ANCHORAGE - Biologist Carin Ashjian is not a walrus researcher, but she knew something was wrong as she stood on the deck of the Coast Guard icebreaker Healy off Alaska's northern coast.
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Conducting studies in the Beaufort Sea, Ashjian and other scientists moved from station to station sampling sea water and plankton. At seven locations, they spotted walrus calves, without their mothers, swimming near the ship in deep water.
Walrus calves are dependent on their mothers for at least 18 months. Under normal circumstances, calves are fiercely protected by walrus cows. The cows leave calves on sea ice to dive to the ocean floor for clams and other invertebrates.
But Arctic temperatures in late summer 2004 were so warm, the edge of the ice sheet moved north beyond the relatively shallow continental shelf to water too deep for walrus cows to dive.
Ashjian and other scientists concluded that the nursing mothers were forced to abandon their calves to fortify themselves.
"We were on a station for 24 hours, and the calves would be swimming around us crying. We couldn't rescue them," said Ashjian, a biologist at Woods Hole Oceanographic Institution in Massachusetts.
While changes in ice sheet have been widely reported, and alarm bells have sounded for the predator at the top of the sea ice food chain, the polar bear, warming's affects are potentially just as catastrophic for pinnipeds - seals, walruses and sea lions.
Pinnipeds are carnivorous aquatic mammals that use flippers for movement on land and in the water. All pinnipeds must come ashore to breed, give birth and nurse their young.
The marine mammals have adapted in different ways and have different relationships with sea ice, said Brendan Kelly, a seal and walrus researcher for more than 30 years with the University of Alaska and now the National Science Foundation's Arctic National Sciences program manager.
"Walruses use sea ice sort of like a conveyor belt," said Tim Ragen, executive director of the U.S. Marine Mammal Commission. "As it moves along, they go with it and it takes them over feeding areas. What happens if you don't have resting platforms, i.e., ice, to get access to these different places?"
If forced to haul out only on land, walruses will not reach feeding areas they formerly went used, he said.
Federal agencies already are addressing falling numbers of other pinnipeds in the North Pacific.
The National Marine Fisheries Service reported Feb. 2 that America's northern fur seal pup population continued a marked decline that started in 1998. The western stock of Stellar sea lions, covering south-central and western Alaska, dropped 80 percent from 1975 to 2002.
But no one knows whether walrus numbers are down. The U.S. Fish and Wildlife Service attempted its first major count in years last summer with Russian biologists using satellite and infrared information. They expect to come up with a number by the end of the year but current population numbers are "highly speculative," said Joel Garlich-Miller, an agency walrus biologist.
Walruses and seals evolved from terrestrial carnivores but still reproduce and rear their young out of the water, making a trade-off, in evolutionary terms, between aquatic and terrestrial mobility, Kelly said.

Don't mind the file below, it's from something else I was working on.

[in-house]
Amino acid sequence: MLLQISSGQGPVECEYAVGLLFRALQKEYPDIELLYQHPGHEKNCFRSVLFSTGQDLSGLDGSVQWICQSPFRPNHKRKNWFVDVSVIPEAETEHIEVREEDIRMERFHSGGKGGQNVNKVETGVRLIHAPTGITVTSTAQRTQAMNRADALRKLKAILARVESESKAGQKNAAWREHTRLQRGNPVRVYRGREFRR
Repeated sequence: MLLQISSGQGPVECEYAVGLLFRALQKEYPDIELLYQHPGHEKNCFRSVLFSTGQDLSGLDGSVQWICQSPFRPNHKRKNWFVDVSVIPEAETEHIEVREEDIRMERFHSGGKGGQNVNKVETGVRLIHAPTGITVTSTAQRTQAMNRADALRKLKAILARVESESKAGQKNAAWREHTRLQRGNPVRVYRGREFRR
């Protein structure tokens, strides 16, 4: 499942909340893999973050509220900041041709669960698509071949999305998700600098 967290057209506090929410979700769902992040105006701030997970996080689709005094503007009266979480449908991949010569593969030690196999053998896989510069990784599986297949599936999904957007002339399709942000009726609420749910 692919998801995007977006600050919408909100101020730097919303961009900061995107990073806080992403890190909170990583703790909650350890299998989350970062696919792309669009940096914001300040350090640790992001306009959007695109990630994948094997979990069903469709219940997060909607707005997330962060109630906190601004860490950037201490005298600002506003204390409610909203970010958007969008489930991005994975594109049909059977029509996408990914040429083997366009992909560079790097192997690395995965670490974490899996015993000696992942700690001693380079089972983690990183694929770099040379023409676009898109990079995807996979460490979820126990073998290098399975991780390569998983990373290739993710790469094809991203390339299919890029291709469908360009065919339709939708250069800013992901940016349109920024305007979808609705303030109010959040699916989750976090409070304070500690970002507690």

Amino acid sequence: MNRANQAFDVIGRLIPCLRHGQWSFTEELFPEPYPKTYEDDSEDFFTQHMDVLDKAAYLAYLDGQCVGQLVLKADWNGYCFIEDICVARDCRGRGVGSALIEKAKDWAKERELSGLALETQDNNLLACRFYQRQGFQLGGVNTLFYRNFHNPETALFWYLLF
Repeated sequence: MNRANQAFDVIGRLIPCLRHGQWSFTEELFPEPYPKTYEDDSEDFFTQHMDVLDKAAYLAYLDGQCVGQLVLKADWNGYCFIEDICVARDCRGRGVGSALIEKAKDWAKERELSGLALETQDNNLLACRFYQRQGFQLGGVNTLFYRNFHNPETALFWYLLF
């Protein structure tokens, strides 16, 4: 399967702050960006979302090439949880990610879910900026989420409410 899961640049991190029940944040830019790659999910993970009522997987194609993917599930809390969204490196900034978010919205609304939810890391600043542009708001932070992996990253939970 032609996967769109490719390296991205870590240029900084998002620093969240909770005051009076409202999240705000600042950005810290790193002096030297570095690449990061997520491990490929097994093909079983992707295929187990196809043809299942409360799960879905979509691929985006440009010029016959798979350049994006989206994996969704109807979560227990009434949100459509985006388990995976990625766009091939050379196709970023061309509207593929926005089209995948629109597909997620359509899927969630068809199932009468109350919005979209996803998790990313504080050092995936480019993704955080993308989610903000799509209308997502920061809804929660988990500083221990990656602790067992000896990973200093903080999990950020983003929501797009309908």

"The cost is, they're very slow and clumsy out of the water," he said. "Hence they're vulnerable to predation, hence they need to find places to come out of the water where there's some refuge from predation."
Sites where they can do that in the low latitudes are limited, he said.
"They have to find offshore islands or rocks where there's no bears, no wolves, no humans," Kelly said. "Sea ice, on the other hand, offers this huge expanse of area which is largely predator free."
That platform has been shrinking.
The average sea ice extent for the entire month of September was 2.3 million square miles, the second lowest on record, missing the 2005 record low by 131,000 square miles but continuing the pattern of sharply decreasing sea ice, according to the National Snow and Ice Data Center at the University of Colorado.
A change in area is one thing, Kelly said. He says there also are more subtle nuances to the ecological relationship the animals have with the ice habitat
Walruses breed in the Bering Sea in the winter time. Walrus calves are born in late April or early May.
In spring, when ice retreats, males generally remain in the Bering Sea. But females migrate north with their pups through the Bering Strait and continue to be associated with the ice edge in the Chukchi Sea, Kelly said.
"Basically, this ice edge is typically lying over relatively shallow continental shelf waters," he said. "That's really important if you're a benthic feeder, if you feed on clams and snails and things that live down on the bottom, which walruses do. So by using this ice edge in the summer and fall, the females have access to food directly below them, but they can nurse their calves up on the ice. So they split their time between nursing their young on the ice and diving down to the bottom so to provision themselves.
"What we've seen in recent years with these extreme ice retreats is that the ice is going north of the continental shelf and takes the nursing habitat over water that's really too deep for the females to feed.
A maximum dive for a walrus to scour the sea bottom with their broad, flat muzzles is about 630 feet. Ashjian and the other researchers saw the abandoned calves, nine in all at seven locations, in water that was about 3,000 feet.
Walruses will not thrive in climate warming simply by moving farther north, Kelly said.
"It's not just the amount of area," he said. "It's the relationship of the ice to another feature, in this case water depth, and hence food."
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